Once we got home and recovered from jet-lag the real work of crafting our escape began. We decided that, yes, we really needed to sell the condo and that we also needed to move somewhere more affordable. After two weeks in Portugal, Porto became the target but, honestly, anywhere in Portugal would do. After much research, it became apparent that to get resident visas in Portugal, we needed jobs that we could take with us. ideally, remote online work. We would have to go to San Francisco in person to apply for visas. This was going to take some time. My wildly optimistic hope of moving to Europe in June was out the window. Trusting my real estate gut instinct, I knew we needed to sell quickly, while prices were still sky high here in Denver. (Housing prices surpassed mile high in Denver a while back!)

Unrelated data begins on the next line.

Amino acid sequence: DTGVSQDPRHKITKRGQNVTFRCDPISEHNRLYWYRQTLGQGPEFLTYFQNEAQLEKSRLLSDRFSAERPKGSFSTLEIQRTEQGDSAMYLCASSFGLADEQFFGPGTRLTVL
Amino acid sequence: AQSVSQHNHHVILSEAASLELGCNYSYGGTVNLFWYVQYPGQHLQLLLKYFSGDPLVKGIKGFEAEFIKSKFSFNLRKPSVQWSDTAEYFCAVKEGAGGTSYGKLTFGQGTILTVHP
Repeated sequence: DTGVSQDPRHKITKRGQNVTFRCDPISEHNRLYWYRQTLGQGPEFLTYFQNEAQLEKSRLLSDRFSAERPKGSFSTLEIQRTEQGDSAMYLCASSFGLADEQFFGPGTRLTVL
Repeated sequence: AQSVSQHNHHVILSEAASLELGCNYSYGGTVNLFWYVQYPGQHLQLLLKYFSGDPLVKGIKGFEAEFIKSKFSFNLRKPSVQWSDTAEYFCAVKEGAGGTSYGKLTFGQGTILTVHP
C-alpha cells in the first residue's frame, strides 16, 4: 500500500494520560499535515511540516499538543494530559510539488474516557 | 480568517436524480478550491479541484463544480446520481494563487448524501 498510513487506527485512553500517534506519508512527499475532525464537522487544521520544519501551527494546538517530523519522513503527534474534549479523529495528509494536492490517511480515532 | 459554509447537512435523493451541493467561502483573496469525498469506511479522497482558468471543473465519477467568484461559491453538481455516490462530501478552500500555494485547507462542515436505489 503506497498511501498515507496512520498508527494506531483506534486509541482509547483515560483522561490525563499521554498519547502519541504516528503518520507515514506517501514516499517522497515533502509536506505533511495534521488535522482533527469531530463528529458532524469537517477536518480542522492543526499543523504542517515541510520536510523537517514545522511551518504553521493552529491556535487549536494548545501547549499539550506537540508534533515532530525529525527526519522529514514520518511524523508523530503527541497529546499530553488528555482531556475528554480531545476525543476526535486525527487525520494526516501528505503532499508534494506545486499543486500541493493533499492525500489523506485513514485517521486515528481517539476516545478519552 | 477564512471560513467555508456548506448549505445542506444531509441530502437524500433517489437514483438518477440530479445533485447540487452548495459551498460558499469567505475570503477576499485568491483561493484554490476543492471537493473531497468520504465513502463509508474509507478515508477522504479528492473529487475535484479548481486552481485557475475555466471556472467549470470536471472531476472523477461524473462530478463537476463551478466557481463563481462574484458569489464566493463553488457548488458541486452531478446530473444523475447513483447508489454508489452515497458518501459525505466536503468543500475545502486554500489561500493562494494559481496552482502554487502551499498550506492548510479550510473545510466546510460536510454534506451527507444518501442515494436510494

That said, once we sold the place, where were we going to live while we made our work and visa arrangements? My friend Dennis to the rescue! We have been friends for years, and I had driven carriages for him for many years as well. (Yes, horse-drawn carriages in downtown Denver. I called it draft horse wrestling!) Oh, and wait, he is also my hairdresser! Conveniently enough, he has a beautiful three-story Victorian house near downtown Denver, and the third-floor apartment was available. It was a great deal, big enough for us, and he was willing to rent to us on a month to month basis until we were ready to ship out. Done deal!
We got back to Denver on March 5, 2018. We listed the house for sale on May 3rd. We had four showings, and from those came two offers. By May 8th we were under contract, as they say here in Colorado, and the closing was set for June 15th. The next steps: purging and packing. The goal is to get rid of at least 80 percent of our belongings. We sold most of the furniture with the house, so that was a start.
We now have about six days to finish the purge and vacate the premises, as they say, and my next post will be forthcoming after we move to Capitol Hill. We saw this sign in a wine bar in Lisbon:
Here’s to re-creating ourselves and starting a new life abroad!